Brits finally ready to shrug off the shackles of Labour socialism
Tory victory at next general election 'likely'
By Stephen Fisher
Last Updated: 11:43PM BST 02/05/2008
Labour did so badly and the Conservatives so well in the local elections that comparable historical benchmarks are practically exhausted.
David Cameron and Boris Johnson
The Conservatives have dealt Labour a heavy blow
With only 24 per cent in the BBC projected national share of the vote, Labour suffered their lowest share since this kind of exercise in the early 1980s.
Not only has Gordon Brown done worse than Michael Foot, but you need to go back to the late 1960s to find a result that looks worse for Labour.
The Conservative share, at 44 per cent, is its greatest for the last quarter century, excepting 1992, when the conjunction of the local and general elections gave the Tory local share a substantial boost.
So do these results herald a Conservative victory at the next election?
Comparison with the 1990s suggests yes.
The Labour share this year is marginally lower than the worst result the Conservatives ever suffered under John Major.
In terms of the relative standing of the two major parties, this year looks like the reverse of 1995, when the then new Labour leader, Tony Blair, achieved a projected national share of the vote of 46 per cent and the Tories a dismal 25 per cent.
That result was followed by a similar one in the 1996 local elections and a Labour landslide in the general election.
But the link between local and general election performance is far from straightforward.
After all, Labour’s 2004 local election share of 26 was, as this year, comfortably its worst since records began, and yet they went on win the 2005 election with a comfortable majority.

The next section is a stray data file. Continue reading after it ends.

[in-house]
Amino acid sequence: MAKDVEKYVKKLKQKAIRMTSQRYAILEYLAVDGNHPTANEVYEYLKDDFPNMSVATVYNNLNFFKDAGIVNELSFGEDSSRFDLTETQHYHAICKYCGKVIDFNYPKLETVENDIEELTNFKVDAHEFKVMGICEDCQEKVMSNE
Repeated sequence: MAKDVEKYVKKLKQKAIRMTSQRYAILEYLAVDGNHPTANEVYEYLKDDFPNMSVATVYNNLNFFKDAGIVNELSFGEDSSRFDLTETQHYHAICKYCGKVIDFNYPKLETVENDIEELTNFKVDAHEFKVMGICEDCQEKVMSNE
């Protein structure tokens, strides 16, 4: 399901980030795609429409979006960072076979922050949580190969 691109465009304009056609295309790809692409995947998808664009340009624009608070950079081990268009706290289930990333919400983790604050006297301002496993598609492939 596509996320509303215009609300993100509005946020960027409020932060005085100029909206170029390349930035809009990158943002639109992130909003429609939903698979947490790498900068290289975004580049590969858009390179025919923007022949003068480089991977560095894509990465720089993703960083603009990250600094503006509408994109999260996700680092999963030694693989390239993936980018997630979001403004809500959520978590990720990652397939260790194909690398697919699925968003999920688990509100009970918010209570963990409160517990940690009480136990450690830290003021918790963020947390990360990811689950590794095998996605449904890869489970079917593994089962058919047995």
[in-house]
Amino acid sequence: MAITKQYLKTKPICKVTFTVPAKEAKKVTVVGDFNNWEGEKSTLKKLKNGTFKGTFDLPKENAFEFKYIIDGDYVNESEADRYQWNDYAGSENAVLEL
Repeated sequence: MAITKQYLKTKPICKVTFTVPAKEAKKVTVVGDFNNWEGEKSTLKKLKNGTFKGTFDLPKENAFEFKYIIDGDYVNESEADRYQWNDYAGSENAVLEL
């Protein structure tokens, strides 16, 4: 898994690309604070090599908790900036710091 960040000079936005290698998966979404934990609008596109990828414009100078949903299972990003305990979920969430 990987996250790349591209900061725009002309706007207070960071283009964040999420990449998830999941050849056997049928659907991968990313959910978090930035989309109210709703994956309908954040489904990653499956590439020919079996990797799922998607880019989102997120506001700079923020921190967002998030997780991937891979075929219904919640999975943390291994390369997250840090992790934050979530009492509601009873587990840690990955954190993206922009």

The key difference between then and now is that the Tories then were much weaker, with only 38 per cent of the 2004 local vote share, whereas now they are much stronger in both local election performance and the opinion polls.
Moreover, unlike in some recent local elections, the Conservative’s advances were not confined to their heartlands.
Labour were fortunate indeed to win a general election on 36 per cent of the vote, and it is unlikely to happen again in face of rejuvenated Tory party.
The Liberal Democrats consistently do about 10 percentage points better in their local election share compared with their general election or poll performance, but they tend to rise and fall together.
This year marks a continued steady decline since their local election share of the vote since the record high of 29 per cent in both 2003 and 2004. This dropped to 27 per cent in 2006, 26 per cent in 2007, and 25 per cent this year.
This is not the only sign that electoral consequences of the Iraq war might be fading. Wards with high proportions of Muslims, which swung heavily away from the government in 2003 and 2004, seem to be returning to Labour.
If, alternatively, the decline in the Liberal Democrat’s share of the vote is due to the quality of its leaders, by doing worse than Ming Campbell, this year’s result is not good for Nick Clegg.
His saving grace is that, by offsetting loses to the Tories with gains from Labour, his party experienced little net change in the number of their councils or councillors.
Stephen Fisher is a lecturer in political sociology at the University of Oxford
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Finally, it looks like a return to goverment with some sense.
"All my life I've had to fight. It's just another fight I'm going to have to learn how to win, that's all. I'm just going to have to keep smiling."